Good news/bad news time. The good news is, there is a kick ass shoot from GodsGirls featuring Filthee as a Wendigo. The bad news is, I could only show you one photo out of the entire set because there was only one photo out of the entire set that is 100% Safe For Work. So, here we go, take a look at the photo if you can and let me describe what is, hands down, one of the coolest, sexiest sets I have reviewed for GodsGirls.
Filthee is the perfect model for the Wendigo. She really gets into the spirit and her body frame is spot on. She is a thin, flat chested, nymph of a model who really brings out the evil voodoo of it all. I mean this girl is wearing antlers, holding a real animal skull, she is pierced, tatted, covered in ink and blood and other stuff, she is also in a lot of sacrificial poses throughout the shoot and does walking through the forest naked really well. She reminds me of that one TrueBlood Season (wtf on the ending by the way) where everyone had a naked orgy. She’s that girl come to print. There is something primal about Filthee and it works. It works ridiculously well. If you are into horror (I am a junkie) then you need to see the rest of this shoot. She looks a bit like the Nikki Sixx acid girl too in some of the poses. I have no idea how long it took to get her to look like this, but hats off to the makeup department.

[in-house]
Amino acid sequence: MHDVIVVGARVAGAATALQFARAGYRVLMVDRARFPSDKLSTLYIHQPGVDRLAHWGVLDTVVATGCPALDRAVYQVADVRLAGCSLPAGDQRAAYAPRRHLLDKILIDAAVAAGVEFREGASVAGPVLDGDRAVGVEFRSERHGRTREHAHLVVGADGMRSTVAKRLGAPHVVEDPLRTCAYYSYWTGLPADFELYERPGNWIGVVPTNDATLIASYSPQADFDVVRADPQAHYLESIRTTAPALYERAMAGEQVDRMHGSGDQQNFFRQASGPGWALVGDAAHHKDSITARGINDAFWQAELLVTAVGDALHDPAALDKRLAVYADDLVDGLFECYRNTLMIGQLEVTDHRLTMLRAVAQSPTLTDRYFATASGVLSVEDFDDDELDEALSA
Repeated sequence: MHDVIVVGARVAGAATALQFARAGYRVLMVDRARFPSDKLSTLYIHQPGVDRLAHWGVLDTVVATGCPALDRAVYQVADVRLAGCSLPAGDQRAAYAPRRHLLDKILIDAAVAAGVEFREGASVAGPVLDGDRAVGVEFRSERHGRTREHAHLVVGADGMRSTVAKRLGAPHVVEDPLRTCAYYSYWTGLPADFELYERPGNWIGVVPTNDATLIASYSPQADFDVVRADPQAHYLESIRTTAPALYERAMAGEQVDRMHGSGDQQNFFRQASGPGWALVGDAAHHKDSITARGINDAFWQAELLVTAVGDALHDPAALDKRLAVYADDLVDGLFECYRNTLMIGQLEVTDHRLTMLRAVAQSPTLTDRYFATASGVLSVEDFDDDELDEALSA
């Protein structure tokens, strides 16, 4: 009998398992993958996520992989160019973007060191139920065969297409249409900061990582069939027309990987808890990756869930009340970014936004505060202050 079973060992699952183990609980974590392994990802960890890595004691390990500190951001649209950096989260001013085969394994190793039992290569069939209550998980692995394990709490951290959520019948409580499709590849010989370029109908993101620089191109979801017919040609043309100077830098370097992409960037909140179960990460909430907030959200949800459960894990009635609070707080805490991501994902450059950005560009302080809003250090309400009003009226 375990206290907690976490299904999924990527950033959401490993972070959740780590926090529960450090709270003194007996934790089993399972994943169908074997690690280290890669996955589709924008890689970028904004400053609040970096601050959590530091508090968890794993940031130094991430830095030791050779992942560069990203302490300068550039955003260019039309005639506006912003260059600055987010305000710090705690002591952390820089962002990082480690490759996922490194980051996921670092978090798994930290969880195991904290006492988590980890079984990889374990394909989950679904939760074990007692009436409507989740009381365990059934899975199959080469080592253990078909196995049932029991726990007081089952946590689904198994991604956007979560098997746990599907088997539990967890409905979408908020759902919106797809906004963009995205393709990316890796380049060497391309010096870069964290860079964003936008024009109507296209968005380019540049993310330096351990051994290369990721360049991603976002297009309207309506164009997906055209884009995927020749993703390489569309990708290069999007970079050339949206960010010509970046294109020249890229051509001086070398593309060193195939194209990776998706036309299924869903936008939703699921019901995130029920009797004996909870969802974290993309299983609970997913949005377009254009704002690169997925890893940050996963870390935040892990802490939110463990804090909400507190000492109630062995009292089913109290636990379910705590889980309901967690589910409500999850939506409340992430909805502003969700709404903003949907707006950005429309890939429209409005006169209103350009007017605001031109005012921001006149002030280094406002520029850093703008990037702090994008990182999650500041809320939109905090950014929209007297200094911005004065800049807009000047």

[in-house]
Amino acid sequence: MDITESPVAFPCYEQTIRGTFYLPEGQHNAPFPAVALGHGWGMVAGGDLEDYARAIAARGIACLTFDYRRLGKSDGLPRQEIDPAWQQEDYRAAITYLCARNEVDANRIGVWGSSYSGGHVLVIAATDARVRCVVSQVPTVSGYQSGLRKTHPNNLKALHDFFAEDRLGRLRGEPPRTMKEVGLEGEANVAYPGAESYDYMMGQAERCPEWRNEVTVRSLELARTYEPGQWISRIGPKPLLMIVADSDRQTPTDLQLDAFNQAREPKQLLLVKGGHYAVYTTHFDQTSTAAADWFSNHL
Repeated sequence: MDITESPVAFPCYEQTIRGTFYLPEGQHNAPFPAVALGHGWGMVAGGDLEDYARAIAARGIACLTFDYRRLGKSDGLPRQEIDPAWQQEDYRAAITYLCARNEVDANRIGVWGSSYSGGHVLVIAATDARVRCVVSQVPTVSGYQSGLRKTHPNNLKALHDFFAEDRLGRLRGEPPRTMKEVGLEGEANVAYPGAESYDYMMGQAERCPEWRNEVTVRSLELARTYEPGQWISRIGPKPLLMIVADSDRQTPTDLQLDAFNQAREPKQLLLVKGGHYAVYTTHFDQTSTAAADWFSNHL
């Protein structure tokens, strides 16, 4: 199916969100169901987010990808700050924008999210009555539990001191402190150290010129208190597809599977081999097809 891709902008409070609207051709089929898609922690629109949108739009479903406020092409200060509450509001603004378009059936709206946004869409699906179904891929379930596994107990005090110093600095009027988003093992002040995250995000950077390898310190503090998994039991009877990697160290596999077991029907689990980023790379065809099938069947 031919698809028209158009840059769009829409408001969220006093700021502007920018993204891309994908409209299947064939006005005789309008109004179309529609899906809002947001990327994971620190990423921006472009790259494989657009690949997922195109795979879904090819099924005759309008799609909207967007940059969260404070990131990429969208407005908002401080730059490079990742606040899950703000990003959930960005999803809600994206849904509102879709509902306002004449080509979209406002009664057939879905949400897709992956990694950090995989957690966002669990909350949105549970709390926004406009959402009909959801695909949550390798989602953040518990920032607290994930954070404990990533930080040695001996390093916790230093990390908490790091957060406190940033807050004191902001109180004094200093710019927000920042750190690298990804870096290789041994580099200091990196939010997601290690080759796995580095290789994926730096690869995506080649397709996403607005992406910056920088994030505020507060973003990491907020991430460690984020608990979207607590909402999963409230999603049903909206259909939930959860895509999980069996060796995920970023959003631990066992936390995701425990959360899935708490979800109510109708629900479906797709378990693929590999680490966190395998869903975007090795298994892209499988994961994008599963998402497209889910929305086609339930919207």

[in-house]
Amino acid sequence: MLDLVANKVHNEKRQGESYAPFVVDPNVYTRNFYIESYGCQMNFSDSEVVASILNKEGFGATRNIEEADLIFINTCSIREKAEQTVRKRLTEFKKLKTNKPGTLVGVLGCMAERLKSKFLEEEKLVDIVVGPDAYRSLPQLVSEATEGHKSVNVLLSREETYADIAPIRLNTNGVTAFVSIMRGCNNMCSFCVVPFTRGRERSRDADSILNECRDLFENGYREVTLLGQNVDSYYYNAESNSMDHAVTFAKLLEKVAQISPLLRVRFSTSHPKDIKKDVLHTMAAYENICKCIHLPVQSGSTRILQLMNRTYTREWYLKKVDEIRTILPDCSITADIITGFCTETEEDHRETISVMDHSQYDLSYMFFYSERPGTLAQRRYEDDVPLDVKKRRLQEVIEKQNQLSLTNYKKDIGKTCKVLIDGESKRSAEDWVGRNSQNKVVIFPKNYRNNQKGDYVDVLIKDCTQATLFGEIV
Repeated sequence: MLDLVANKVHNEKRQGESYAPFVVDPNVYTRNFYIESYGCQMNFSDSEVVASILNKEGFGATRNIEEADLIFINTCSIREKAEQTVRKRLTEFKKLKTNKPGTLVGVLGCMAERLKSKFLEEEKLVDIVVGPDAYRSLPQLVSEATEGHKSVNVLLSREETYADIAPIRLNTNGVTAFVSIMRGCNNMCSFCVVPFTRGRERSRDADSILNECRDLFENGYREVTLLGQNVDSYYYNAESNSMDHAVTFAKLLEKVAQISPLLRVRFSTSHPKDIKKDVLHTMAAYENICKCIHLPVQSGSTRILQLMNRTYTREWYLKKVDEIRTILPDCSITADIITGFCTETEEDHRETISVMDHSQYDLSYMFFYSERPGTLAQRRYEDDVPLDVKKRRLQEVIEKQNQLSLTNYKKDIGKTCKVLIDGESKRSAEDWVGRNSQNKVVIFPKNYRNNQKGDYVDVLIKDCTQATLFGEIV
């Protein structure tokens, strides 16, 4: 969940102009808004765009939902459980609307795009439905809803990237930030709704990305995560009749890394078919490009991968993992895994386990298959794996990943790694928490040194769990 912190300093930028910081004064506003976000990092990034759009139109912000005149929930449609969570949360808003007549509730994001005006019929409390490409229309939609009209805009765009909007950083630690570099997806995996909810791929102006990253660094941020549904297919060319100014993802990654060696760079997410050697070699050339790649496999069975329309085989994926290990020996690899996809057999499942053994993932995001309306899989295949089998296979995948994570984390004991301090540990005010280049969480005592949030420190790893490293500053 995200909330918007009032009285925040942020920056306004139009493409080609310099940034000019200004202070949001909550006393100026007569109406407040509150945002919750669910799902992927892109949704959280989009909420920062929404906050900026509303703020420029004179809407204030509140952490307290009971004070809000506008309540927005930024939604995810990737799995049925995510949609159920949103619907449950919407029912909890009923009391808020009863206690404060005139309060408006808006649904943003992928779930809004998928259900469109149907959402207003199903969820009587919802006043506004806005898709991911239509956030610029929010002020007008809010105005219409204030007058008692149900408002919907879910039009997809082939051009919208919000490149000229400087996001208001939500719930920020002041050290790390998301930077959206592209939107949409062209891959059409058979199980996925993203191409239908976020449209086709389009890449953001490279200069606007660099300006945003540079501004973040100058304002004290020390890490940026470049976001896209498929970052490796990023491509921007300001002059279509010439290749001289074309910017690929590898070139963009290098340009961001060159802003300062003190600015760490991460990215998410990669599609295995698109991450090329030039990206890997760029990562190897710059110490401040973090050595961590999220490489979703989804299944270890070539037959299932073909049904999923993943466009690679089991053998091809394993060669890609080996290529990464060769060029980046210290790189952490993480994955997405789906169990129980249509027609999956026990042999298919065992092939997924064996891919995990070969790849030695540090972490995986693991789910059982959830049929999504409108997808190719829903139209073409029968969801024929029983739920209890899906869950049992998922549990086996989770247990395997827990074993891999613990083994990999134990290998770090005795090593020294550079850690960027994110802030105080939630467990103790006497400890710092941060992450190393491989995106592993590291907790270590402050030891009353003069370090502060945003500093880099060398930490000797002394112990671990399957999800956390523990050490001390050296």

Description : The Wendigo is a demonic half-beast creature appearing in the legends of the Algonquian peoples. The creature or spirit could either possess characteristics of a human or a monster that had physically transformed from a person. It is particularly associated with cannibalism. The Algonquian believed those who indulged in eating human flesh were at particular risk. It is often described in Algonquian mythology as a balance of nature.
The legend lends its name to the disputed modern medical term Wendigo Psychosis. This is supposed to be a culture-bound disorder that features symptoms such as an intense craving for human flesh and a fear the sufferer is a cannibal. This condition was alleged to have occurred among Algonquian native cultures, but remains disputed.